CALI, Colombia—I first traveled to the town of Iguala, in Mexico’s southern Guerrero state, not long after the infamous events of Sept. 26, 2014. Forty-three male college students had vanished that night, and rumors were rampant that military and police officers collaborated with a gang of drug traffickers to pull off their disappearance.
The facades of the sunbaked buildings downtown were still scarred by bullet holes and shattered windows, and residents were terrified of reprisals for speaking out. Some whispered of how they had seen students fleeing as cops fired on them. Others said they had seen soldiers from the nearby military base in the streets when and where the young men were abducted.
The phrase locals used to describe what happened to the missing was and is “Se fueron levantados”—they were taken up. But who had taken them? And why?
Now, six long years later, the Mexican government claims answers are on the way. Last Saturday, on the anniversary of the students’ disappearance, President Andrés Manuel López Obrador [often known as AMLO] and his top prosecutors announced that more than two dozen arrest warrants had been issued in the case. Some of those now sought are military and police officers, even one of the nation’s highest ranking federal investigators.
Past warrants led to some arrests—including members of the Guerreros Unidos crime group and the mayor of Iguala—but the government’s previous version of events has since been discredited amid accusations of a cover-up. The Inter-American Commission on Human Rights rejected its findings, and members of the U.S. Congress continue to call for “truth and justice” in joint statements. Meanwhile, despite years of searching, only a few small bone fragments belonging to just two different victims have been found and identified using DNA analysis.
But all of that was yesterday’s news. The crimes and deceptions had happened under the allegedly corrupt administration of the previous Mexican president, Enrique Peña Nieto. AMLO, on the other hand, had appointed a truth commission in 2018 and promised new results. He vowed that justice was about to be served.
“Those who prove to have participated will be tried, there will be no cover-up,” he said during a press conference with the victims’ parents on this year’s anniversary, and went on to swear that there would be no impunity granted.
“The truth, the authentic truth, has to be known,” AMLO said.
For the parents of the “levantados” AMLO’s bold words offer new and cautious hope.
“Today with that new government and the will of the president to get to the truth, we have made a little progress,” said Felipe de la Cruz, a spokesperson for the families, in a phone interview with The Daily Beast.
“We want to believe that soon we will have results. And that the pact of silence which has prevailed until today and denied us the truth will be broken.”
“The Greatest Cover-up in Mexican History”
Those behind that pact of silence appear to have included a diverse and far-reaching array of officials who lied about their own involvement in the crime and also tortured witnesses to induce false confessions.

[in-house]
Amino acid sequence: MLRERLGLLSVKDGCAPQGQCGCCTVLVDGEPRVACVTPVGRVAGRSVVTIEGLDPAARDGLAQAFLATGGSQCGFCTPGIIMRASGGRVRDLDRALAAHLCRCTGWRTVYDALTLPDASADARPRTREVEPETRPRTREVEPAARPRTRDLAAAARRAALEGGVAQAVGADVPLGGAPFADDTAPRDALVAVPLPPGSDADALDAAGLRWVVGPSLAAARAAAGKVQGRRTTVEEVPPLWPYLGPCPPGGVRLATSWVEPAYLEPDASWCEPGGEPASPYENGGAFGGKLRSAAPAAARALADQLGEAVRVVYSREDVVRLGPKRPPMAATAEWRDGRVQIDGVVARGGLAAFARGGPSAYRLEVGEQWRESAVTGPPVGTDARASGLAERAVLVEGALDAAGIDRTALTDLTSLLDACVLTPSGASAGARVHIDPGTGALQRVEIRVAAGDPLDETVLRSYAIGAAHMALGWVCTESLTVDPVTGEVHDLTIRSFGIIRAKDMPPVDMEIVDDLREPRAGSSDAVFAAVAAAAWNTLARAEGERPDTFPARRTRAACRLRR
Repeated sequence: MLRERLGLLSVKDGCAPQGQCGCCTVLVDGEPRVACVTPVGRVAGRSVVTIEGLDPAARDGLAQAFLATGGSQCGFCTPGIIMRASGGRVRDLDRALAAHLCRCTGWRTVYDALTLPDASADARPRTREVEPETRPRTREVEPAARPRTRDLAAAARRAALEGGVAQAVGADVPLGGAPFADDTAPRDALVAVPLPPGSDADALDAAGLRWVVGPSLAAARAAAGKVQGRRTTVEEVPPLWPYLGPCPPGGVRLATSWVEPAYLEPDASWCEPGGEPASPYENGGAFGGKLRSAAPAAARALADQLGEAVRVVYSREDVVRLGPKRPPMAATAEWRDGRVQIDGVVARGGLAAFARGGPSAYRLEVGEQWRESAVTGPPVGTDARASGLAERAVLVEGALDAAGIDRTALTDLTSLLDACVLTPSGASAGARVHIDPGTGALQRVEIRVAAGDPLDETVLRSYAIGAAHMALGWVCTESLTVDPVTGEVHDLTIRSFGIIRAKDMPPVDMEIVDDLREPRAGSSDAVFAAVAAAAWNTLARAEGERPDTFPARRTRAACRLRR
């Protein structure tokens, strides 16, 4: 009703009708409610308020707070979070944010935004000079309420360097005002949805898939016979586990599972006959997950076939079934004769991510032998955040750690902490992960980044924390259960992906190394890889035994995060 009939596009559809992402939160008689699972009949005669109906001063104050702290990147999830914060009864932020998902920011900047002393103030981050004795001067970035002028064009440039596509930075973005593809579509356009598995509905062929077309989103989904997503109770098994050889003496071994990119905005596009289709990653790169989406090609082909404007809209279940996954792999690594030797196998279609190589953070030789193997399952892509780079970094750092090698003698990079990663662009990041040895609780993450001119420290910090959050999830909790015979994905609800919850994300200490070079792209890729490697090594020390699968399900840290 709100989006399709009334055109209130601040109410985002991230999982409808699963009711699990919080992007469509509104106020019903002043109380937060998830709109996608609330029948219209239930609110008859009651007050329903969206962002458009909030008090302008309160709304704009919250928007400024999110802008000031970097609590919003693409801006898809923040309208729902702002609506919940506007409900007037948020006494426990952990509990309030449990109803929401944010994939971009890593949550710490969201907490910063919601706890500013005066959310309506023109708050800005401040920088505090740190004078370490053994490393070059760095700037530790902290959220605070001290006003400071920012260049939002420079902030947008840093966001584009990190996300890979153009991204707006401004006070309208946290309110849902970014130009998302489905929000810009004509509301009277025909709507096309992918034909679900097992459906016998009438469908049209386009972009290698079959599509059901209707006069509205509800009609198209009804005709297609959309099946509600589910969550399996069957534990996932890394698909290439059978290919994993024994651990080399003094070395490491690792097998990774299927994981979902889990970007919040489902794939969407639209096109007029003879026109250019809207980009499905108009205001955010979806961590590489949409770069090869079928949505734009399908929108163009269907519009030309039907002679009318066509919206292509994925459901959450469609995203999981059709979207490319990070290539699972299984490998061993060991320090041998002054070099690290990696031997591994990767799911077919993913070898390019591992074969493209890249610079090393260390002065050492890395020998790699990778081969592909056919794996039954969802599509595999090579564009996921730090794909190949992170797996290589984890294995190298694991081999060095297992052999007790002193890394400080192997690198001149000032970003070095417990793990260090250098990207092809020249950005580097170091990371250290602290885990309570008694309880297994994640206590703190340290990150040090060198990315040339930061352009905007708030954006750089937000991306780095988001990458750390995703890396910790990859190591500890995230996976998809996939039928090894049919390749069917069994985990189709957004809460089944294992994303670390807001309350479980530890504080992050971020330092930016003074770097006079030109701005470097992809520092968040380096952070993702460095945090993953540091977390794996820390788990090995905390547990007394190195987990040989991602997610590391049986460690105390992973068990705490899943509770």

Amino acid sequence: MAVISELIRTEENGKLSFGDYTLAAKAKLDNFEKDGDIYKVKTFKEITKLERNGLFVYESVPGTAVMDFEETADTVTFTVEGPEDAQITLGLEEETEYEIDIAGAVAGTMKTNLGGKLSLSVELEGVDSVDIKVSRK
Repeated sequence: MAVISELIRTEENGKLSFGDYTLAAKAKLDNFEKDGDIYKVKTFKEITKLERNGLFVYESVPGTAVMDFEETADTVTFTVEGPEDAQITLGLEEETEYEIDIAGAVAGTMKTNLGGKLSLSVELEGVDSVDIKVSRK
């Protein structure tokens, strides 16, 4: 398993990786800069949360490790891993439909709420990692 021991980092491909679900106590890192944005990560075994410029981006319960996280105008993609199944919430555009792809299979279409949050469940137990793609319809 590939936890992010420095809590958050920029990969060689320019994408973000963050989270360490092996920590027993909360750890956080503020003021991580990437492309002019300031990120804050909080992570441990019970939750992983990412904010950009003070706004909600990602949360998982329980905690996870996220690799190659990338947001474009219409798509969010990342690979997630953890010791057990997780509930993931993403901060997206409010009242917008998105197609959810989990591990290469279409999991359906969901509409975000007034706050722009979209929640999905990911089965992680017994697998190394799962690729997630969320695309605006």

“This is the greatest cover-up in the history of Mexican criminal justice” and “a massive stain on the government,” Mike Vigil, the DEA’s former chief of international operations, told The Daily Beast. “There's never been a massacre that Mexican [authorities] have gone out of their way to cover up at all levels: local, state, and federal.”
According to Maureen Meyer, the Mexico director for the Washington Office on Latin America, AMLO’s new arrest orders mark “the first time that real progress has been made” in the case.
“The importance of these new warrants is that they involve security forces from the state and federal level, including soldiers,” Meyers said.
Prosecutors also indicated the new warrants included capture orders for accused drug traffickers, bolstering suspicions that officers in Iguala were in league with local gangsters.
“This case reflects the broader problem of collusion between organized criminal groups and security forces that has resulted in violence and grave human rights violations in Mexico,” Meyers said. “It points to the depth of the problem of corruption in Mexico and the fact that as long as government officials are able to escape prosecution the country will continue to be impacted by violence, insecurity and abuse.”
Former DEA chief Vigil, who spent more than a decade stationed in Mexico, called such collusion a “perfect storm that disintegrates the rule of law.” Vigil also said that a perceived need to shield the armed forces from accusations of conspiring with organized crime had helped drive the cover up.
“The Mexican military has always been held up on a pedestal, because to the government [the army] is sacrosanct. They've always touted it as an entity that is incorruptible, although in fact that’s not true. And the federal police were also involved. So the government decided to cover it up” to save face, Vigil said.
Most of the students came from humble backgrounds, a factor which also emboldened authorities to whitewash the case.
“If you are the Mexican government, who do you want to protect? Are you going to look out for the institutions and the politicians?—or the sons of poor families?”